The Bears lost a touchdown and possibly a game because of it to the New Orleans Saints last Sunday when a touchdown call on a pass to Zach Miller was reversed on replay review. Then the decision was upheld by the NFL’s head of officiating this week with an explanation that cast doubt on the efficacy of replay as well as the rules involved in using it.
In the process, the NFL lost something more than the Bears did on the call, although Miller’s loss with the concurrent gruesome leg injury eclipsed just about every aspect of the incident. What the NFL lost was another small modicum of credibility at a time when the shield cannot afford any more smudges than it already is getting in the public’s mind.
By now the circumstances are well known: Miller appears to haul in a Mitch Trubisky throw in the Saints end zone. The initial call by the officiating crew of Carl Cheffers is “touchdown,” which is automatically reviewed by a crew using a phalanx of views from different camera angles.
The call was reversed, inexplicably to myriad expert observers who underscored the standard that evidence must be clear and obvious for the call on the field to be overturned. Then that decision was reiterated by head of NFL officiating Alberto Riveron.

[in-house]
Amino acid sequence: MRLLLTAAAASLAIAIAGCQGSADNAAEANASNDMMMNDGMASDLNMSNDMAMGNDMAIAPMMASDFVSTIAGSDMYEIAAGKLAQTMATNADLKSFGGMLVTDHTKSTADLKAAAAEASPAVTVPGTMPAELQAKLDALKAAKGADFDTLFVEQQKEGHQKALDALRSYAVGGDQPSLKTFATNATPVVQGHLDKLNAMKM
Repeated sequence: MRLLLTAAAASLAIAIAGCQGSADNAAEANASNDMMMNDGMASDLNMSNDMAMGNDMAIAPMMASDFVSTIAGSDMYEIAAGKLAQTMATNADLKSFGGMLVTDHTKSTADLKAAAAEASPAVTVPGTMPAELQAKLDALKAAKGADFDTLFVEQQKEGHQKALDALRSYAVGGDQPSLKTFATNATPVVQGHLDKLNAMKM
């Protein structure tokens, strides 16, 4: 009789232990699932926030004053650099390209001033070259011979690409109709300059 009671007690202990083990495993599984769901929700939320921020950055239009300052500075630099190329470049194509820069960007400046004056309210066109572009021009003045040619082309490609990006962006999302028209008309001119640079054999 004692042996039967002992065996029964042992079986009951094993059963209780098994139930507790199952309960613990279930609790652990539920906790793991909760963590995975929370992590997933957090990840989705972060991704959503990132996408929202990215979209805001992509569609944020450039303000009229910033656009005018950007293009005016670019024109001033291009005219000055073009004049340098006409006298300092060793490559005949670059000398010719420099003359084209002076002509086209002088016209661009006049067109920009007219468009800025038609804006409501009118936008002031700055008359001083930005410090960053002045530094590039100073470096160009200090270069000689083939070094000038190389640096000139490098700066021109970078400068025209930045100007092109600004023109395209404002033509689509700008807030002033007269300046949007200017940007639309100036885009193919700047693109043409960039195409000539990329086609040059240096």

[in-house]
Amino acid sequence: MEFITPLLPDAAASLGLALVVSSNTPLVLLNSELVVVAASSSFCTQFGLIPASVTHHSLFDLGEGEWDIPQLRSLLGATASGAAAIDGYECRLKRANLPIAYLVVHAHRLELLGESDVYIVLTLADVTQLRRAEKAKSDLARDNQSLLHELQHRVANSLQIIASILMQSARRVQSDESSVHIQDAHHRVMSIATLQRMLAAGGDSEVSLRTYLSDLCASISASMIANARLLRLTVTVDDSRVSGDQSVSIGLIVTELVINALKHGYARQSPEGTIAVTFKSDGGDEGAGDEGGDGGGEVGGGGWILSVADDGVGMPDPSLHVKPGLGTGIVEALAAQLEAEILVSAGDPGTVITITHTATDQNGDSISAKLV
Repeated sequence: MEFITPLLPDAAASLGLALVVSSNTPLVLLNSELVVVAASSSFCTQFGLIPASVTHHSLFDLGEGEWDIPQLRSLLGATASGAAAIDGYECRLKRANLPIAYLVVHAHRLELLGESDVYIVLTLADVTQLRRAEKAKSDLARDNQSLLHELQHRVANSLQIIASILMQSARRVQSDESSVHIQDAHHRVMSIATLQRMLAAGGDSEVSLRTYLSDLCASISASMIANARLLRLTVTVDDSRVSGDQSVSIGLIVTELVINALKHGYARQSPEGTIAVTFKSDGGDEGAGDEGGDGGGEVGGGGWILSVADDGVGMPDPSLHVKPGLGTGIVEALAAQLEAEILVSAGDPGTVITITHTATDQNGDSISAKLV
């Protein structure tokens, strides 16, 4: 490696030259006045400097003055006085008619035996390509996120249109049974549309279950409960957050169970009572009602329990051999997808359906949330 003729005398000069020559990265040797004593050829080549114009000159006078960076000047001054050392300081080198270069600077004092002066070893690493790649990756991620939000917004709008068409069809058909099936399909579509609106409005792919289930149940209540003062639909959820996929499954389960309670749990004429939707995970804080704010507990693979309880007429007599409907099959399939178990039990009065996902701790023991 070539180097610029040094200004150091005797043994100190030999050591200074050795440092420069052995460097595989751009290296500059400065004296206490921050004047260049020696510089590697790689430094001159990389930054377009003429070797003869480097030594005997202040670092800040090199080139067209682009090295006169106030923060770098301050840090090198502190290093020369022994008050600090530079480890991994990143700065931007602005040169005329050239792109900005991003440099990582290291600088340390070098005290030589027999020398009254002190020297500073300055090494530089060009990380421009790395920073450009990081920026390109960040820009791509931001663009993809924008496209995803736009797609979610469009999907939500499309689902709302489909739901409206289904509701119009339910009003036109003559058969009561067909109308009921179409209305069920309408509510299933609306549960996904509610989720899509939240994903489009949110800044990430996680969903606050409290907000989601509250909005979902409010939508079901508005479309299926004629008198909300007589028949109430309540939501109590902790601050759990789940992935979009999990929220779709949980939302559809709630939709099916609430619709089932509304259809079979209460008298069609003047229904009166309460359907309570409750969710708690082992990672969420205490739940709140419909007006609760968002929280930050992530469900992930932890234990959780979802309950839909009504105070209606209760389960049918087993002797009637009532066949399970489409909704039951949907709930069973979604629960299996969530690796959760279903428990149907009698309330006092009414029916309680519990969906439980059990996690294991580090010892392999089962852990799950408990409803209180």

That last step is where the credibility cracks begin to appear.
Because Riveron used a 50-second video to show and explain what he maintained were shots of Miller not maintaining control of the football all the way to the ground. The shots simply do not conclusively show that at all.
This ultimately is not exactly another head-scratching incident involving the notorious “catch rule.” This gets closer to an issue of integrity, having enough of that character trait to acknowledge a mistake. That wasn’t evident on the video, either.
What Riveron and whoever else is part of his “crew” did was to overrule not only the touchdown call, but also the long-standing “clear and obvious” standard that a call is only reversed when the mistake is obvious. Then to point to a camera shot and declare that it justified the reversal is something else altogether.
The easy overarching call is that the replay system needs attention and some sort of fix. No. This situation is one of human error, and that is a problem no camera angle is going to fix.